283226 Fumaric Acid Recovery From Fermentation Broth by Activated Carbon Adsorption Followed by Desorption and Crystallization with Acetone

Tuesday, October 30, 2012: 4:05 PM
404 (Convention Center )
Kun Zhang, Chemical and Biomolecular Engineering, The Ohio State University, Columbus, OH, Lijie Zhang, Dept. of Pharmacy and Bioengineering, Chongqing University of Technology, Chongqing, China and Shang-Tian Yang, Department of Chemical and Biomolecular Engineering, Ohio State University, Columbus, OH

Fumaric acid, a dicarboxylic acid extensively used as a food acidulant and in the manufacturing of synthetic resins, can be produced from glucose in aerobic fermentation by the filamentous fungus Rhizopus oryzae. For fumaric acid recovery, acidification at a high temperature is usually required because of the low solubility of fumaric acid. Then, fumaric acid crystals can be obtained by cooling. However, the produced crystals may contain various impurities and need re-crystallization. In order to enhance the purity of fumaric acid, adsorption with activated carbon was investigated as a more economical separation method. The results from model fermentation broth (15 g/L fumaric acid, 5 g/L glucose, 5 g/L malic acid) showed that activated carbon had a high selectivity and high adsorption capacity (~250 mg/g) for fumaric acid, which generally increased with increasing the fumaric acid concentration in the solution. Desorption of fumaric acid from the activated carbon was then studied using acetone, which can effectively strip fumaric acid from activated carbon. After removing acetone by evaporation at 50 oC, fumaric acid crystals were obtained with a near 100% purity. The furmaric acid recovery yield from this process was affected by the amount of acetone and temperature used in desorption. After optimization, over 95% fumaric acid was recovered from activated carbon. Both activated carbon and acetone can be recovered and reused in the adsorption process. This process is effective and economical for fumaric acid recovery and purification, and should have great potential in industrial production of fumaric acid.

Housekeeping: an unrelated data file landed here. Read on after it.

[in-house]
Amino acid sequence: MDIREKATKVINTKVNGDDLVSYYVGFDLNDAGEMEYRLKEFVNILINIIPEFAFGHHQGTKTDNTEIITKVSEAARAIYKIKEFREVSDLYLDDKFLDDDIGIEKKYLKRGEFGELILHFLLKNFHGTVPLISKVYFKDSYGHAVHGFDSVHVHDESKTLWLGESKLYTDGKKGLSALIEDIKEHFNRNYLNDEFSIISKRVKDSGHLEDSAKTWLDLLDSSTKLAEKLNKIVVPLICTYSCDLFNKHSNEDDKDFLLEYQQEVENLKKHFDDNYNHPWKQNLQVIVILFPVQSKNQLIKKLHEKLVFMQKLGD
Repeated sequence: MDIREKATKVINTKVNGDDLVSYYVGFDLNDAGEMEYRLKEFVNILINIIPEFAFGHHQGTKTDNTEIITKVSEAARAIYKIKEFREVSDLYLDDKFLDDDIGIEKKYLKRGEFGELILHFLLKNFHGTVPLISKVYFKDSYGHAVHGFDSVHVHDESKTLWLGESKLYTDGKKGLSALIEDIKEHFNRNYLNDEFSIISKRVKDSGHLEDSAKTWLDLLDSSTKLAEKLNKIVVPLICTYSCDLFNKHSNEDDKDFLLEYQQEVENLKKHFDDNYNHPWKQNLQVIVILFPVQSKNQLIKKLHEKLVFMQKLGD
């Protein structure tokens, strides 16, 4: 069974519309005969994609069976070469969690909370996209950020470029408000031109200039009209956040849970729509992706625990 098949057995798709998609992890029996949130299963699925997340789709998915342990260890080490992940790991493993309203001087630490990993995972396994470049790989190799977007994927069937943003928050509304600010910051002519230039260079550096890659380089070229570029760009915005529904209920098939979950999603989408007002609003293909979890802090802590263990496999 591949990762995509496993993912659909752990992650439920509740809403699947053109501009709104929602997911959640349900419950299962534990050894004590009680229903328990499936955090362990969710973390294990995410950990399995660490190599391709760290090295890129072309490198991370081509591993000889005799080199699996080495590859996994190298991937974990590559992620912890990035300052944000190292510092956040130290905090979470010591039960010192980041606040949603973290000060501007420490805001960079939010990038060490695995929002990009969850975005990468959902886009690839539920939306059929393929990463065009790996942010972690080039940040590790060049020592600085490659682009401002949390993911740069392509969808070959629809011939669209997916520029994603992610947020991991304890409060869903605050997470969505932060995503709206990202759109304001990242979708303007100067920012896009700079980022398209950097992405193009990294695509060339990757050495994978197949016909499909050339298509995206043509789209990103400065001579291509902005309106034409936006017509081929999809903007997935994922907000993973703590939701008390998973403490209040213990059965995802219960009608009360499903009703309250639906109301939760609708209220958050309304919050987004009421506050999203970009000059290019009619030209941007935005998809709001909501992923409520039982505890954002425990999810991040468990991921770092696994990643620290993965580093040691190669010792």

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See more of this Session: Primary Recovery in Bioprocessing
See more of this Group/Topical: Separations Division